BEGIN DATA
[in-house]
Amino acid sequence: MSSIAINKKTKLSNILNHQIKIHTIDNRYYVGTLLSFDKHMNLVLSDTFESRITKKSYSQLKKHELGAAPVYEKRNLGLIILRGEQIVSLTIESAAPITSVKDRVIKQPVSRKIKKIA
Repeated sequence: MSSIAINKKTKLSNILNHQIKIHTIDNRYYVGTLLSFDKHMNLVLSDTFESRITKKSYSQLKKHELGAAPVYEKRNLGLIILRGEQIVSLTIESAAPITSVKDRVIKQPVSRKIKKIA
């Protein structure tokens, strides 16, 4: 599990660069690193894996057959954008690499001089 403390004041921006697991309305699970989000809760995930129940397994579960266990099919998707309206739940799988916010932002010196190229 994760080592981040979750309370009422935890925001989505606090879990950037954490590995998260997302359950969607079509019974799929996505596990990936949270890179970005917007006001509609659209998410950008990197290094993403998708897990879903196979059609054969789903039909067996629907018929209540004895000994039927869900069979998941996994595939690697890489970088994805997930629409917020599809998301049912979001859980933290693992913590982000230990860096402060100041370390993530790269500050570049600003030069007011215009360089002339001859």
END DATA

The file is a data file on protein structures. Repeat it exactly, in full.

[in-house]
Amino acid sequence: MSSIAINKKTKLSNILNHQIKIHTIDNRYYVGTLLSFDKHMNLVLSDTFESRITKKSYSQLKKHELGAAPVYEKRNLGLIILRGEQIVSLTIESAAPITSVKDRVIKQPVSRKIKKIA
Repeated sequence: MSSIAINKKTKLSNILNHQIKIHTIDNRYYVGTLLSFDKHMNLVLSDTFESRITKKSYSQLKKHELGAAPVYEKRNLGLIILRGEQIVSLTIESAAPITSVKDRVIKQPVSRKIKKIA
């Protein structure tokens, strides 16, 4: 599990660069690193894996057959954008690499001089 403390004041921006697991309305699970989000809760995930129940397994579960266990099919998707309206739940799988916010932002010196190229 994760080592981040979750309370009422935890925001989505606090879990950037954490590995998260997302359950969607079509019974799929996505596990990936949270890179970005917007006001509609659209998410950008990197290094993403998708897990879903196979059609054969789903039909067996629907018929209540004895000994039927869900069979998941996994595939690697890489970088994805997930629409917020599809998301049912979001859980933290693992913590982000230990860096402060100041370390993530790269500050570049600003030069007011215009360089002339001859």